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Bulletin #83 – Vitamins and Minerals, Part I

Vitamins and minerals are not the most exciting supplements, but to the body-builder, fitness enthusiast or serious weight trainer they are among the most important . Many governmental, medical and nutri-tional authorities suggest that vitamin and mineral supplementation is not necessary, and that you can get all the nutrients you need from eating a balanced diet, and while this might be true in the strict sense it is senseless in the practical sense. If you eat perfectly and do not engage in any strenu-ous exercise, then adequate vitamins and minerals may be derived from the foods we eat but think how much easier it to obtain all we need by taking a few inexpensive tablets each day?

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And what about those of us who diet? How does the strict dieter make up for vitamin deficiencies? The an-swer is to supplement. Vitamin and mineral deficiencies are relatively common. Most people don’t eat a “balanced” diet and this is true even for Parrillo-style bodybuilders who typically avoid fruits and dairy prod-ucts because of the high content of natural-ly occurring sugars. Eliminating fruits and dairy from your diet is one of the smartest things you can do to strip off bodyfat and maintain mass, but eliminating these two food groups removes some of the richest sources of natural vitamins and minerals. People who eat a balanced diet, as defined by the FDA, are still at risk for deficiencies because so many of our foods are refined, bleached and processed. In my opinion virtually every serious strength athlete or bodybuilder should be on a “core supplement” program that in-cludes vitamins and minerals, a high qual-ity protein supplement and Creatine Mono-hydrate.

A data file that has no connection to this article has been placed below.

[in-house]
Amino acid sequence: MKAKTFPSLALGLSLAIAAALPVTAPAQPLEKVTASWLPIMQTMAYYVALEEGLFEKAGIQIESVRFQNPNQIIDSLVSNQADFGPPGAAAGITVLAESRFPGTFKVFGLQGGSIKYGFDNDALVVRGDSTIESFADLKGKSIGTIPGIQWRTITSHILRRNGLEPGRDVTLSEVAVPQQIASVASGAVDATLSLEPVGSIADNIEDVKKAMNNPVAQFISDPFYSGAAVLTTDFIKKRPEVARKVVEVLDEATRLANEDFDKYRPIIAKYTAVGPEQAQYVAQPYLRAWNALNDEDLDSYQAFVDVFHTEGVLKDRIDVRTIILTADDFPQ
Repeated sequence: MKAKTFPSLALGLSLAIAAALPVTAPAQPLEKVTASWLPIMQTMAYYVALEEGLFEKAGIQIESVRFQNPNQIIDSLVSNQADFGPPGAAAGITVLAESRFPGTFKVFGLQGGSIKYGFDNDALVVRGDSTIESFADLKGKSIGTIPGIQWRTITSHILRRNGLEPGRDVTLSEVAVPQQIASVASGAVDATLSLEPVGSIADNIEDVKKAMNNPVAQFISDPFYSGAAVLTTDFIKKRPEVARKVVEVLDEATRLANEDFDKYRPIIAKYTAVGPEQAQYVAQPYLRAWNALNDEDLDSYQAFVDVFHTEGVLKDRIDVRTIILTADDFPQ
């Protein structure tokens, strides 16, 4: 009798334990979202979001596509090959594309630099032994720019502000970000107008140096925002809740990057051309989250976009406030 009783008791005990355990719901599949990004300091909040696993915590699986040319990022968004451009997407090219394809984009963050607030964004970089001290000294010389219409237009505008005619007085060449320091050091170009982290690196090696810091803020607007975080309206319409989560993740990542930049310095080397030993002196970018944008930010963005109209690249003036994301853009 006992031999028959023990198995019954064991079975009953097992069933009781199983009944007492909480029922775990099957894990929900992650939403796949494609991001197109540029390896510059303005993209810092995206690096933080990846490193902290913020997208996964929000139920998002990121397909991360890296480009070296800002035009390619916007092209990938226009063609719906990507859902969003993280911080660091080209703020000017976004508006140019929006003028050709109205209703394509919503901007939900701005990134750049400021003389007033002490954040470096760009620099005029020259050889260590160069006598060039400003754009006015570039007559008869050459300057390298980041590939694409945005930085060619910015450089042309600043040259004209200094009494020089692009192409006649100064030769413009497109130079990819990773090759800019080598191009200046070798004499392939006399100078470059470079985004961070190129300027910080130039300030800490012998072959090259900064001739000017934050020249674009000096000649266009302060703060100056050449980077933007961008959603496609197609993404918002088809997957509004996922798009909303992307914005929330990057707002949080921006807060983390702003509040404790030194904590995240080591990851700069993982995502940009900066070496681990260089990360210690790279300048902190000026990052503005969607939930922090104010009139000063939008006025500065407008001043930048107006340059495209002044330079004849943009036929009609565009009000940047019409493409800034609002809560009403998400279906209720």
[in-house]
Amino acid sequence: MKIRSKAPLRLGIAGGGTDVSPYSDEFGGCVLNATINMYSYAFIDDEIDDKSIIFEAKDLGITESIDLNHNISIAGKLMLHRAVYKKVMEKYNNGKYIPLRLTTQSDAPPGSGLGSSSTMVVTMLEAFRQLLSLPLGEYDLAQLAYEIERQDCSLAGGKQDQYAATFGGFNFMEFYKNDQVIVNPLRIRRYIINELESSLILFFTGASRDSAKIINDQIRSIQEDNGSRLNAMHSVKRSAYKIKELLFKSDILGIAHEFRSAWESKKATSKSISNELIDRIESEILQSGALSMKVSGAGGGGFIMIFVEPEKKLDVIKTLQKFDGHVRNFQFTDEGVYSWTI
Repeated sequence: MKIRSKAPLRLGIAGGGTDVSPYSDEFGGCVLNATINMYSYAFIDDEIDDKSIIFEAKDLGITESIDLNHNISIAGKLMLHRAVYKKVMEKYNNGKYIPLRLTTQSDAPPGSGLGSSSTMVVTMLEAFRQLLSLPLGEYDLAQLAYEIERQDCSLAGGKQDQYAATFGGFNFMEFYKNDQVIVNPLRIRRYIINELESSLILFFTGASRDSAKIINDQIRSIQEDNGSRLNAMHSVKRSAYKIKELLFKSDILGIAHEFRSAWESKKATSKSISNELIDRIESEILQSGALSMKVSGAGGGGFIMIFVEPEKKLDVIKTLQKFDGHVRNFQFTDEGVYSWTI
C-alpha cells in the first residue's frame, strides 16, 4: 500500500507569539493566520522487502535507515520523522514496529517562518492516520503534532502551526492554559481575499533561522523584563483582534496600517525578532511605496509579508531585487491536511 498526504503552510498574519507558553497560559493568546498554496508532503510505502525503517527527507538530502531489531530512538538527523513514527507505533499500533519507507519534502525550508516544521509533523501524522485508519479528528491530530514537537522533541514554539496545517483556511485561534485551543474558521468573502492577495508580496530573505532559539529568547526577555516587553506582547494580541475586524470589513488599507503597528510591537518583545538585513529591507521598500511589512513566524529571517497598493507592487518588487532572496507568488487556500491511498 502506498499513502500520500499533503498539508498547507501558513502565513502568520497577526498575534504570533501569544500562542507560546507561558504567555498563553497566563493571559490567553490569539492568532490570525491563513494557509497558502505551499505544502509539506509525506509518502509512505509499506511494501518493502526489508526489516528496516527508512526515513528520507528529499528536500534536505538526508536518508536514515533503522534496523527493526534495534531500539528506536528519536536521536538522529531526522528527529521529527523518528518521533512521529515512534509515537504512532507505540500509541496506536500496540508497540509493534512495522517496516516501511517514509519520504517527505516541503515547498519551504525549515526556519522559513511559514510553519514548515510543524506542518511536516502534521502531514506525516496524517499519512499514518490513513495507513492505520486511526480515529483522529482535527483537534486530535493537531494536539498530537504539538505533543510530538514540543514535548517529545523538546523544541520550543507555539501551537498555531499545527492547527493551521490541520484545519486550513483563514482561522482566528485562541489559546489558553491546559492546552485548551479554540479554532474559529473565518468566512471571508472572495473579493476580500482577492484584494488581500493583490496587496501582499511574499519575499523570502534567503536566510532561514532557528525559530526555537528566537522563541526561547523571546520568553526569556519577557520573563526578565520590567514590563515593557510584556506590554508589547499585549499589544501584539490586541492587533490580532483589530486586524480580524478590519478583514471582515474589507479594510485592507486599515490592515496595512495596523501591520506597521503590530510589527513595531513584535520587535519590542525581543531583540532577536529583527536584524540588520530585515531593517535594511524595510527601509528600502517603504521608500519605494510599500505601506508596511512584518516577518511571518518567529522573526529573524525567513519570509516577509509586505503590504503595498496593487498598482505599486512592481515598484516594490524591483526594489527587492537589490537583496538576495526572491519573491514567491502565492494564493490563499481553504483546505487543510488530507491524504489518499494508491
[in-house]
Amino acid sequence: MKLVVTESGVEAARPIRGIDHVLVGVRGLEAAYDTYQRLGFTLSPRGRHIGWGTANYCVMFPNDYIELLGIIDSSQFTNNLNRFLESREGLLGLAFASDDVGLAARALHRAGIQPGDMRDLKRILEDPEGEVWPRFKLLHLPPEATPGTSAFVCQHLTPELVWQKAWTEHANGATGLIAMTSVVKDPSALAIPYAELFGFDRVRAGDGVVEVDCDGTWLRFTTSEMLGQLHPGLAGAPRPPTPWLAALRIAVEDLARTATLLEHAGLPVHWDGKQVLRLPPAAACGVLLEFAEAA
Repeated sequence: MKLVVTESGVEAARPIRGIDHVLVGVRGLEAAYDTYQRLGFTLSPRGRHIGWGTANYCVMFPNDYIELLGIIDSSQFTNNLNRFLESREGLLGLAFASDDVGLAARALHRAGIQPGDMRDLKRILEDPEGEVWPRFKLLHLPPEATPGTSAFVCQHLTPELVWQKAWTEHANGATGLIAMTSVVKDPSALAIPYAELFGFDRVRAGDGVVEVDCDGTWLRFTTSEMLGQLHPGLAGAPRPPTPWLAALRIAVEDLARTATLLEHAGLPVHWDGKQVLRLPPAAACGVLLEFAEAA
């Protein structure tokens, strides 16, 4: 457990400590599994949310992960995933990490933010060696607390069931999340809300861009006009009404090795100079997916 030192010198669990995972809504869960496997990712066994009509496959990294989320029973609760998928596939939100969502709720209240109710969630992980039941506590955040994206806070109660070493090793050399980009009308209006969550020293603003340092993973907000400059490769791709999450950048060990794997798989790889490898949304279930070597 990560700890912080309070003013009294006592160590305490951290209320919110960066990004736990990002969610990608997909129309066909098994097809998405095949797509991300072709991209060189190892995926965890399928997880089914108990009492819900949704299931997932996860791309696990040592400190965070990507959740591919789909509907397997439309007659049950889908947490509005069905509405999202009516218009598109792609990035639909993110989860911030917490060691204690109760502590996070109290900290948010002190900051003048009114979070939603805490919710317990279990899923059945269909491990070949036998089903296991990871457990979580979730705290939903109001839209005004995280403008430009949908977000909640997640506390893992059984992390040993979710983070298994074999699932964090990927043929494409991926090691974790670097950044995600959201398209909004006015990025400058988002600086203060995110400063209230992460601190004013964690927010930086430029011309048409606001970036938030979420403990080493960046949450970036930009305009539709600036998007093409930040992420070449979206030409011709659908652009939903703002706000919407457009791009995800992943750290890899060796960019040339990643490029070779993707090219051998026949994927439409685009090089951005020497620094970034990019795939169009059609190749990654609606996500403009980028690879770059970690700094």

I strongly believe (and continu-ally remind athletes) that wholesome food should serve as the bedrock foundation of any serious nutritional program. Body-builders will obtain astounding results in very short order if they use wholesome foods in combination with a core supple-mentation program . Supplemental protein for the serious weight trainer is a no-brainer. The scientific evidence is strong, persuasive and plentiful that those athletes who exercise vigorously need extra pro-tein. This is common sense backed up by decades of empirical data from the gym and scientific data from the lab. Tremen-dous gains in size and strength occur when high intensity weight training is combined with heavy protein supplementation. Two scoops of my Optimized Whey protein contain 33 grams of high biological-value protein, zero grams of fat, 3 grams of car-bohydrates and zero sugar plus it tastes incredibly good. I usually recommend that the serious bodybuilder start by consuming 1 to gram of protein for every pound of bodyweight, spread as evenly as possible over 5-6 meals each day. When you pla-teau in training (poundage or muscle size) jump up to 2 or more grams per pound of bodyweight.

This plateau-busting method has worked for over a thousand individuals I have worked with personally in my 25 years of contest prepping top bodybuild-ers . So serious protein supplementation is a requirement if you are serious about progressing . Creatine Monohydrate is another nu-tritional supplement that is clearly valu-able to virtually everyone who trains with weights. The science is plentiful and the enthusiastic adherents are everywhere. It would be nearly impossible to consume enough Creatine Monohydrate from whole foods to consume the quantity necessary to trigger growth. Besides, with our modern high technology processing methods we can offer you a Creatine Monohydrate product so powerful that two small scoops contain the nutritional punch of several 6-ounce steaks without the saturated fat or the hassle of cooking. You can derive all the Creatine you need with a couple of scoops taken daily. The cost is pen-nies a day and the results are sensational .